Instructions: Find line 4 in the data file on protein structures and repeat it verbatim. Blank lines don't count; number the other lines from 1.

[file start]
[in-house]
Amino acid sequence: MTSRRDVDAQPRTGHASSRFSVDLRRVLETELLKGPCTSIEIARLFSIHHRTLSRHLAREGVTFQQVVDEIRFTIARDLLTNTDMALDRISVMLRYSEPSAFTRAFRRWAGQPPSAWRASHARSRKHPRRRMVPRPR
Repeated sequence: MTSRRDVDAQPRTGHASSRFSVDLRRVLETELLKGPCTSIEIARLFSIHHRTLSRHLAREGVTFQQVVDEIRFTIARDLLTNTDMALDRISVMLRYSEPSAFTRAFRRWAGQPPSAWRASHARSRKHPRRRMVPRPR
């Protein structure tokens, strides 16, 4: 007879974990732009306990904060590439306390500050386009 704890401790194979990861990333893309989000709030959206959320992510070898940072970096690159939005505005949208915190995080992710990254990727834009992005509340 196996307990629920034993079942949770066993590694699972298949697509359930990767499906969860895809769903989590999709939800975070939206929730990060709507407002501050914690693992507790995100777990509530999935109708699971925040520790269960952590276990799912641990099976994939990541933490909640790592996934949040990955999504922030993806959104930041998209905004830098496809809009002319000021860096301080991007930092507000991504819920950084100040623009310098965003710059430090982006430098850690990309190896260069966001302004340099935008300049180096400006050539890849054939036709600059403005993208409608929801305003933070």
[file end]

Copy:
């Protein structure tokens, strides 16, 4: 007879974990732009306990904060590439306390500050386009 704890401790194979990861990333893309989000709030959206959320992510070898940072970096690159939005505005949208915190995080992710990254990727834009992005509340 196996307990629920034993079942949770066993590694699972298949697509359930990767499906969860895809769903989590999709939800975070939206929730990060709507407002501050914690693992507790995100777990509530999935109708699971925040520790269960952590276990799912641990099976994939990541933490909640790592996934949040990955999504922030993806959104930041998209905004830098496809809009002319000021860096301080991007930092507000991504819920950084100040623009310098965003710059430090982006430098850690990309190896260069966001302004340099935008300049180096400006050539890849054939036709600059403005993208409608929801305003933070």